If you’re a responsible resident of Colorado, you should be smart enough to save for retirement throughout your working life. But do you ever consider what happens to your savings and Social Security benefits if you get a divorce?
You should. In fact, everyone should. Especially now that an increasing number of people above 50 are filing for divorce, retirement should be at the front end of divorce worries, a Denver divorce lawyer from MatthewsFamilyLawyers.com advises.
Some people depend too much on their partners financially. If you’re earning less than your spouse, you could rely on their savings and Social Security benefits to help carry you through your retirement years. But what if the marriage doesn’t work out and you have to divorce? Will your own savings be enough to support you?
Here are some of the things to take into perspective:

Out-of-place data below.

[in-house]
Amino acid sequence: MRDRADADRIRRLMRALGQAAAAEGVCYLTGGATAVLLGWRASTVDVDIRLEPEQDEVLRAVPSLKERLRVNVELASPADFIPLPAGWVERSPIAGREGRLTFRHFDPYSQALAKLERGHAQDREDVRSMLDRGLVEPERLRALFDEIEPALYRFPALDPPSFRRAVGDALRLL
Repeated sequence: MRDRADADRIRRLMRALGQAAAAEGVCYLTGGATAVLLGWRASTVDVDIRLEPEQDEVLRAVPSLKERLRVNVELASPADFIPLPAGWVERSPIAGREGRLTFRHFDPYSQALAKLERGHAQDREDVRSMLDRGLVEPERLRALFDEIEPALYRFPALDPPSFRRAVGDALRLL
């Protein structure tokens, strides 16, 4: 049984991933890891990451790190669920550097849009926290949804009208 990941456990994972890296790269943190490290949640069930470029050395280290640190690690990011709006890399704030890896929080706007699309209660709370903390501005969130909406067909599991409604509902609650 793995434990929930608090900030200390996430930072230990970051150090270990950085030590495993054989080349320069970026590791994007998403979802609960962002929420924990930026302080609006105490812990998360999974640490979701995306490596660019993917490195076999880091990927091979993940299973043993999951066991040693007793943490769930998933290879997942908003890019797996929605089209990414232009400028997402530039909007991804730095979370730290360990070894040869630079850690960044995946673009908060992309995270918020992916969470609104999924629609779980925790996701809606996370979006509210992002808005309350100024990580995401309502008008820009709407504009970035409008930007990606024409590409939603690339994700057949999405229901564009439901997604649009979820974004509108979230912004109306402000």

Colorado distributes property in an “equitable” manner
Unlike other states, Colorado is an “equitable distribution” state, not a community property state. In other words, marital property is not divided in half. Typically, the bigger earner of the couple gets a better advantage than the less-earner.
Legal and financial guidance is a must
If you’re almost at your retirement age and considering divorce (or think your partner is), it will benefit you to get legal and financial guidance. This will help you determine how much money you’ll have to live on based on your own savings through your retirement plans. Remember to look into your Social Security benefits, which you can access on the Social Security Administration website.
Planning for your financial future is critical at any age, and is all the more so if divorce is on the way.
The closer you are to your retirement age, the more you should worry about your post-divorce retirement funds. With the right legal and financial support to guide you, you can have the financial resources you need to spend your golden years in comfort.